When I wrote the weekly Rotary Club bulletin on Thursday I added some trivia about February 29. I learned that it's the feast day of
St. Oswald . Here's more about him:
Born into a military family in 10th-century England, Oswald was a nephew of the archbishop of Canterbury, who raised him and played a crucial role in his early education.Oswald continued his studies abroad in France, where he became a Benedictine monk. Following his appointment as bishop of Worcester, and later as archbishop of York, he founded monasteries and introduced many reforms. He supported—and improved—scholarship at the abbeys he established, inviting leading thinkers in such fields as mathematics and astronomy to share their learnings. He was widely known for his sanctity, especially his love for the poor. The final winter of his life was spent at the cathedral in Worcester that he so loved. At the start of Lent in February of the year 992, he resumed his usual practice of washing the feet of 12 poor men each day. On Leap Year Day, February 29, he died after kissing the feet of the 12th man and giving a blessing. The news of Oswald's death brought an outpouring of grief throughout the city.
I also learned that
* The practice women proposing in a leap year is different around the world. In Denmark, it is not supposed to be 29 but 24 February, which hails back to the time of Julius Caesar. A refusal to marry by Danish men means they must give the woman 12 pairs of gloves. In Finland, it is not gloves but fabric for a skirt and in Greece, marriage in a leap year is considered unlucky, leading many couples to avoid it.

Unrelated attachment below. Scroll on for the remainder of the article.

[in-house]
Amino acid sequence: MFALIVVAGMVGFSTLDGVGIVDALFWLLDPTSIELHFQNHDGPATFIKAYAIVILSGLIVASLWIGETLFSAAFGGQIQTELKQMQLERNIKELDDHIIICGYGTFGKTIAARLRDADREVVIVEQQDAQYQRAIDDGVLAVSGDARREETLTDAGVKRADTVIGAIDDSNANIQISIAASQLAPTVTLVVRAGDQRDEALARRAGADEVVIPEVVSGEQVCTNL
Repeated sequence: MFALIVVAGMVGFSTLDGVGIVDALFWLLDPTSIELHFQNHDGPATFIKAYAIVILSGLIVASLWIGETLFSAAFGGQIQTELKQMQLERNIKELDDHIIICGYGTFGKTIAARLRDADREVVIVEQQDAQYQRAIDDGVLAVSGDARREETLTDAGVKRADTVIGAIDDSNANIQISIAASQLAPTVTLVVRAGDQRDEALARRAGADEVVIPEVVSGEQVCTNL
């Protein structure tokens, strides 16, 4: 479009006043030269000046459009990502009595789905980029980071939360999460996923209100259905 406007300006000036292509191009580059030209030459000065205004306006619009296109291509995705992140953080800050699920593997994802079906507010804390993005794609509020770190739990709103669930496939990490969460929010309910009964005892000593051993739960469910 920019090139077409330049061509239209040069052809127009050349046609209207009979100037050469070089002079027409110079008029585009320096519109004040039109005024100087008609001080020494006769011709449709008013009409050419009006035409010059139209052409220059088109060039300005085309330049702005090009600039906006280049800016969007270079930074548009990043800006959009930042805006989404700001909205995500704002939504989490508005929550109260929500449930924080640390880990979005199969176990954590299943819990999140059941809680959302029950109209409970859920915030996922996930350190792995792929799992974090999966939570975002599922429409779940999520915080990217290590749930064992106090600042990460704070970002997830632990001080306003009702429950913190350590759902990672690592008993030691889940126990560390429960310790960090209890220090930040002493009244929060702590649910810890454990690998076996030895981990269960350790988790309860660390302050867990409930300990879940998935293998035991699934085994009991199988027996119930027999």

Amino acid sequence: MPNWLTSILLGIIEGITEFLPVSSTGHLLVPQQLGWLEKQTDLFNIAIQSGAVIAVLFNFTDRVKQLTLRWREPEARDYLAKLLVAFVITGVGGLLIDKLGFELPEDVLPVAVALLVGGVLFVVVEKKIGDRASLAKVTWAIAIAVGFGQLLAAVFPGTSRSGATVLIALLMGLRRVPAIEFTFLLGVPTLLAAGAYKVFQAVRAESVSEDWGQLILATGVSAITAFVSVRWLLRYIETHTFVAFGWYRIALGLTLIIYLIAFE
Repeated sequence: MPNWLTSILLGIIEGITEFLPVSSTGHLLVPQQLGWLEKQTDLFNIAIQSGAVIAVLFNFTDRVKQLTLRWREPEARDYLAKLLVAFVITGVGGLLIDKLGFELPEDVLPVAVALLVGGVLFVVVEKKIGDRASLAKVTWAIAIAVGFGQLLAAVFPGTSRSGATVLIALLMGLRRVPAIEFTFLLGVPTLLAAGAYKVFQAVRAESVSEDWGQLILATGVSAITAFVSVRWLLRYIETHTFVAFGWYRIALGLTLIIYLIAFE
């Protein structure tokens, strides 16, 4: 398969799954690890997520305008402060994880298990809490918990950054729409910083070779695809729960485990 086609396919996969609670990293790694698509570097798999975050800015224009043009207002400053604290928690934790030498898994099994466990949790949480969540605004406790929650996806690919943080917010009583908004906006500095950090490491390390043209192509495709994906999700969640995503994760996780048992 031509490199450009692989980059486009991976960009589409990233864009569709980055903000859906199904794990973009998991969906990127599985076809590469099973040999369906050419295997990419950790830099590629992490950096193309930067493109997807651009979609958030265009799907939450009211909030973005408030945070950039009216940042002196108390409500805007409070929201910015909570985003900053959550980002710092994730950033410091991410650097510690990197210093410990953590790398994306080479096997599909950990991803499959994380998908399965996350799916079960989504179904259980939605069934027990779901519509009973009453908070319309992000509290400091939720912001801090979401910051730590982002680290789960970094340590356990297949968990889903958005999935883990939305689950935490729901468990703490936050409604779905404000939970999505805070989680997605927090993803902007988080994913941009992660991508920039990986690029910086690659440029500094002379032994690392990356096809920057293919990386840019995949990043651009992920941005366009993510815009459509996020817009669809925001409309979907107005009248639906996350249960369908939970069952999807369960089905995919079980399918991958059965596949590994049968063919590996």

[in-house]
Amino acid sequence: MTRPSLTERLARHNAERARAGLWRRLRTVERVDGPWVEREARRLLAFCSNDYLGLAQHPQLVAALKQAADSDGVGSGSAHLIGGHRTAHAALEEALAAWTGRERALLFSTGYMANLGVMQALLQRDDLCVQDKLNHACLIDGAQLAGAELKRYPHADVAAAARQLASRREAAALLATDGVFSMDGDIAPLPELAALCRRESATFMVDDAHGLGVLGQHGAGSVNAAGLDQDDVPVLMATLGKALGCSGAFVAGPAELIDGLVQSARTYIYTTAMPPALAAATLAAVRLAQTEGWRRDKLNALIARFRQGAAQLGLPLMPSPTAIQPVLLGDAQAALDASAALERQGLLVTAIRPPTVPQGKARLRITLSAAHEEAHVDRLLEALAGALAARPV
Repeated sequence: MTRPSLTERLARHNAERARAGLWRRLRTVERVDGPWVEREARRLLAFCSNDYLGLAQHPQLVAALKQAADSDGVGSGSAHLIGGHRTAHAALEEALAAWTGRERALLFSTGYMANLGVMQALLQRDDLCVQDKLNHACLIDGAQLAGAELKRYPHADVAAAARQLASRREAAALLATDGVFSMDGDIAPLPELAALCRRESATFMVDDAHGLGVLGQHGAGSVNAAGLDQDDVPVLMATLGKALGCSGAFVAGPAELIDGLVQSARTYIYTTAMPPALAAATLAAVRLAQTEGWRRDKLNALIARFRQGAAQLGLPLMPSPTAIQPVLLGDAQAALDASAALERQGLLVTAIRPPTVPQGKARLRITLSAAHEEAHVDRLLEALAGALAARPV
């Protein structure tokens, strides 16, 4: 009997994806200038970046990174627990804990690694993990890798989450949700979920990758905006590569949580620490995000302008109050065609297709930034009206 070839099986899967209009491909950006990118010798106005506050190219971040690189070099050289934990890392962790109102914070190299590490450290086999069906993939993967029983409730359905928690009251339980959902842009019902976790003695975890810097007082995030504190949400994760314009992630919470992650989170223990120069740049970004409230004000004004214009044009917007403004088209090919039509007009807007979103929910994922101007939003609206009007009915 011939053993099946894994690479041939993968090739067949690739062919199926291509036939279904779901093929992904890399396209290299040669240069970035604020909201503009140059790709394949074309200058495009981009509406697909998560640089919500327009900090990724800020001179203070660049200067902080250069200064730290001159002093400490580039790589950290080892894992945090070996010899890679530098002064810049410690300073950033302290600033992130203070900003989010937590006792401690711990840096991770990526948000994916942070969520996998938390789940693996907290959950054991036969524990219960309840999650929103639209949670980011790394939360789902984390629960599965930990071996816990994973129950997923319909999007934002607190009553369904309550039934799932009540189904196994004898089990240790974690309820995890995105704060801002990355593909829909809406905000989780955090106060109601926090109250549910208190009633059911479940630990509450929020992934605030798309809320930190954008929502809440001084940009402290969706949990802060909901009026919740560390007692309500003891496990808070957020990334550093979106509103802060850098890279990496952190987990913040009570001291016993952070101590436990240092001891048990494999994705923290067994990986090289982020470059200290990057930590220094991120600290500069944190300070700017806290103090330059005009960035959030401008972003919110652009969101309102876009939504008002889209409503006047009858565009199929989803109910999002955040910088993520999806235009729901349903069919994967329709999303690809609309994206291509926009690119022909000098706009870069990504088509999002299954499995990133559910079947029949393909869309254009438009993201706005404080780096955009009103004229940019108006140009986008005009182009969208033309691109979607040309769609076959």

* The chance of being born on a leap day is often said to be one in 1,461. Four years is 1,460 days and adding one for the leap year you have 1,461. So, odds of 1/1,461.
And now for the weekly quilting report.
The Block Swappers have an annual birthday block exchange. Each participant decides the block and colorway she'd like the others to make for her. There are eight participants this year. I made the March block (lower left) and while I was at it I made the other seven. Mine is the 8" Dutchman's Puzzle in the center. (I want to make a "modern" poinsettia for this year's AAUW Christmas quilt.)
The batik Storm-at-Sea is made from the pattern on Qulters' Cache. I printed the paper-foundations from that website, carefully scaling the printer so that the 1" test square was 1". When I did that the unit on that page was 1/4" too large! Rather than fiddle with making reduced-size printouts I just drafted templates.
Now all I have to do is remember where I've put the blocks so that I can mail them as each birthday month comes up.
The finish is Summermint, the HeartStrings flimsy I made in August. I used a thrift-shop cotton sheet for the back. I quilted it with free-motion curlicues rather than meandering.
This photo shows the front folded over on he back. I think you can see the curlicues.
Every spring the Zion Woman's Club assists the Zion Conservatory of Music with a fundraising luncheon/recital. I will put four or five ARCs (advance reading copies) of forthcoming/new books in this tote as a donation to the silent auction. I made four batik Pine Burr blocks some years ago for a swap that didn't come to pass. The block is 11" and the tote is about 13 x 15 x 3. (Stash used: 1 yard.)
If I am energetic I will make the other Pine Burrs into similar totes.
This St. Oswald's Day I'm linking up with
Design Wall Monday